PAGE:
The Week's Ryan Cooper noted in a column Tuesday that too many mainstream media outlets are bolstering Republicans' bad-faith and xenophobic outrage by treating the current situation as a chaotic crisis even when its origins are quite clear.
According to Cooper:
But fundamentally, even with this recent surge of migrants, we are not talking about that many people. There were huge flows of unauthorized immigration during the Bush administration, with numbers regularly many times as large as those seen under President Trump.
"It's true that it would be much cheaper and simpler to deflate the frenzy of media hysteria by doing what Trump did--basically closing the border, throwing penniless refugees back over it, and forcing Mexico to deal with the problem," Cooper concluded. "Dealing with migrants in a fair and humane fashion will require money, patience, and good administration. But how better to solve a fake crisis created by Republicans and bored occupants of green rooms in Washington, D.C. than with a fake solution?"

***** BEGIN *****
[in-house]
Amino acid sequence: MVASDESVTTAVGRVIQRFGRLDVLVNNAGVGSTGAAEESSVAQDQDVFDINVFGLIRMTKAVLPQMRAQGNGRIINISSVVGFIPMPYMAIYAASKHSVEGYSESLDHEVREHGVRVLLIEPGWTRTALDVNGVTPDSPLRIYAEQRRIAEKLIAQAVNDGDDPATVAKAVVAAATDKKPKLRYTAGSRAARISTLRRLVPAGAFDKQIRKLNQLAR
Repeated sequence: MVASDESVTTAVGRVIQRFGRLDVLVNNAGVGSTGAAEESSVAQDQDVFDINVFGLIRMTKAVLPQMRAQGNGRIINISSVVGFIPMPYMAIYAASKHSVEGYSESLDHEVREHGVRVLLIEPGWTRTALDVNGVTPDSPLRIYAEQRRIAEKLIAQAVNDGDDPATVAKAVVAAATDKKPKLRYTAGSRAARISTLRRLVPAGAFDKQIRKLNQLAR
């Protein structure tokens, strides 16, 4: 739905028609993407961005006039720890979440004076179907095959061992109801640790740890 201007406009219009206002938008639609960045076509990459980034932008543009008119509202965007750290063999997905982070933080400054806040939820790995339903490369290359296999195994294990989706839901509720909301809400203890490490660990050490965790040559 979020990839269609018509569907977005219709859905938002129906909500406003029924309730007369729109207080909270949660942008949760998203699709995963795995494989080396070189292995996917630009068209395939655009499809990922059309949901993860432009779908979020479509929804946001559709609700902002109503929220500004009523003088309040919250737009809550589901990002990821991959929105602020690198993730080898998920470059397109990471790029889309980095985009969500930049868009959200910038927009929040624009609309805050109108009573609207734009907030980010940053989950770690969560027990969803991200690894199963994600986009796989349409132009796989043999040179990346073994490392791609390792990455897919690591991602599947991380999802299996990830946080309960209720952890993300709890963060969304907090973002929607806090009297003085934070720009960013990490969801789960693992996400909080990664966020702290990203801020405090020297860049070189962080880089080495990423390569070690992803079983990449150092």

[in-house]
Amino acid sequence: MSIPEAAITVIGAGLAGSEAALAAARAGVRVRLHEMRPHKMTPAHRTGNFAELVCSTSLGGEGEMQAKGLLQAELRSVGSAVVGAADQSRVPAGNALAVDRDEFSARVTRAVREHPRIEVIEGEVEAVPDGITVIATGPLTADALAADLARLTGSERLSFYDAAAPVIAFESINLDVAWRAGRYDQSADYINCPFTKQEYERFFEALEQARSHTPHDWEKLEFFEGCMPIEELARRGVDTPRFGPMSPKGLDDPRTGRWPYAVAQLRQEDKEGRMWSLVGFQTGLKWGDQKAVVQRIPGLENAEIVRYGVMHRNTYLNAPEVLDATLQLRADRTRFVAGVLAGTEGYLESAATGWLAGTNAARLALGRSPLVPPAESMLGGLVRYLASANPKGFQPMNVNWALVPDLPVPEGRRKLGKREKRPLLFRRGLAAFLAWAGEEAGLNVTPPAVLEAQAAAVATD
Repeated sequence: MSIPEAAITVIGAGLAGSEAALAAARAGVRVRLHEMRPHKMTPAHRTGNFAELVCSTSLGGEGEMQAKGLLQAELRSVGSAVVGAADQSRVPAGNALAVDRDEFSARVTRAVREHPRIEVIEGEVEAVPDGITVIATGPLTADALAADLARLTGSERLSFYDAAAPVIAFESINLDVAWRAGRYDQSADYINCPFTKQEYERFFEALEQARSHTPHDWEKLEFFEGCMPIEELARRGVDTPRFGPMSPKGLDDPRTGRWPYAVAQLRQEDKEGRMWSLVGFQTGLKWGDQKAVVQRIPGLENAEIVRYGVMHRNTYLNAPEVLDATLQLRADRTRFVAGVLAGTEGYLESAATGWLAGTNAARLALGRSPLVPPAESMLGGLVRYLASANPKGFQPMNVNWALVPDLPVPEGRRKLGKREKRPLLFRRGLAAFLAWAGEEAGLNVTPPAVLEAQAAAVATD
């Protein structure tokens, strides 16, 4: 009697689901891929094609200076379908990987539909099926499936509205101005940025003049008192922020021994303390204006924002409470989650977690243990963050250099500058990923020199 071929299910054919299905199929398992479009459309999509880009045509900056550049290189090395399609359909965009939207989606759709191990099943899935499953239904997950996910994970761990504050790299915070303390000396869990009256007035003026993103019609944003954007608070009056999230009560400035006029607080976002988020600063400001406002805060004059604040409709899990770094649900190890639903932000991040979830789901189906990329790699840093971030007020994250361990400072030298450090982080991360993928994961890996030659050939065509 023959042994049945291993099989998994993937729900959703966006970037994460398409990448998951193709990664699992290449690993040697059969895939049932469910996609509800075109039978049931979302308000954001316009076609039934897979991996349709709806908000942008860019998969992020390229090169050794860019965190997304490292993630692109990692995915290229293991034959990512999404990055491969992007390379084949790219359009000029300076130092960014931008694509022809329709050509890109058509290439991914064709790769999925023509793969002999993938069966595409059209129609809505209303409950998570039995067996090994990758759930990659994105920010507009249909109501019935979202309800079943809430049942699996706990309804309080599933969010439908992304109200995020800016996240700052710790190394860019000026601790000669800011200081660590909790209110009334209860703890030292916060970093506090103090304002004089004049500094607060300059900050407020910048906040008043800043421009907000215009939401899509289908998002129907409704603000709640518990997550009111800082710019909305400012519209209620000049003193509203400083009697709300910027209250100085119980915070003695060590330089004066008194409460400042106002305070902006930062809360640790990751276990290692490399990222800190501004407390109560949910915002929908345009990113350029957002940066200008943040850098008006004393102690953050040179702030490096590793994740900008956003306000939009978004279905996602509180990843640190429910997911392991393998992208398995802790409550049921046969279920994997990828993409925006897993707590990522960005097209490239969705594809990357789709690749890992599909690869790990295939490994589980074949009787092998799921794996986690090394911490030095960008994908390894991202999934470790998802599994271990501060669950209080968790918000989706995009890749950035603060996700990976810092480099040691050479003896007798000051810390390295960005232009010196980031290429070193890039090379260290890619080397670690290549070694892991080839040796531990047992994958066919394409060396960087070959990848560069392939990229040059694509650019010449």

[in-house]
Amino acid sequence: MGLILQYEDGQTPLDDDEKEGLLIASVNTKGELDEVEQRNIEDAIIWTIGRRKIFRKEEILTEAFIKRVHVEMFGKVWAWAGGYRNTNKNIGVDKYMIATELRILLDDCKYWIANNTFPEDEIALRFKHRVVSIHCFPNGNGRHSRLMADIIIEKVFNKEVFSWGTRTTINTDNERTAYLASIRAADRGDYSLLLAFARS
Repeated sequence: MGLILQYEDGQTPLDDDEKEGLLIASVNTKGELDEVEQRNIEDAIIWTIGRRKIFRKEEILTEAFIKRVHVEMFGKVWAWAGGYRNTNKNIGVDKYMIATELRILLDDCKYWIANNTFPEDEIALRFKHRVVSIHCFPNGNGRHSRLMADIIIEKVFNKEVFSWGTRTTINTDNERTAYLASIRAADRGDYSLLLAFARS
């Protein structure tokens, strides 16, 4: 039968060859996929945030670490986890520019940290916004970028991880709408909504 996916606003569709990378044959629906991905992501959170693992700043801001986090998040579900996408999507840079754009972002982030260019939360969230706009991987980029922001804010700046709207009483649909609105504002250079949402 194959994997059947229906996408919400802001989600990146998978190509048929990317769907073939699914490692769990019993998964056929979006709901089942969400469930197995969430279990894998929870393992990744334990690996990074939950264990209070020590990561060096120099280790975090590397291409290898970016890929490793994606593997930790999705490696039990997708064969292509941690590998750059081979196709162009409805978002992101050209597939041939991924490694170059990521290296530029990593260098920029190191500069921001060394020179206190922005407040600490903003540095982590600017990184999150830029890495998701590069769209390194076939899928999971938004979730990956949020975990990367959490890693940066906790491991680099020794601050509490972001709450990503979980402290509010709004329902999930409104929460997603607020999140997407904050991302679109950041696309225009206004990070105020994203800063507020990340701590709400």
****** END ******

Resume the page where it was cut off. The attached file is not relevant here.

Our work is licensed under Creative Commons (CC BY-NC-ND 3.0). Feel free to republish and share widely.
We've had enough. The 1% own and operate the corporate media. They are doing everything they can to defend the status quo, squash dissent and protect the wealthy and the powerful. The Common Dreams media model is different. We cover the news that matters to the 99%. Our mission? To inform. To inspire. To ignite change for the common good. How? Nonprofit. Independent. Reader-supported. Free to read. Free to republish. Free to share. With no advertising. No paywalls. No selling of your data. Thousands of small donations fund our newsroom and allow us to continue publishing. Can you chip in? We can't do it without you. Thank you.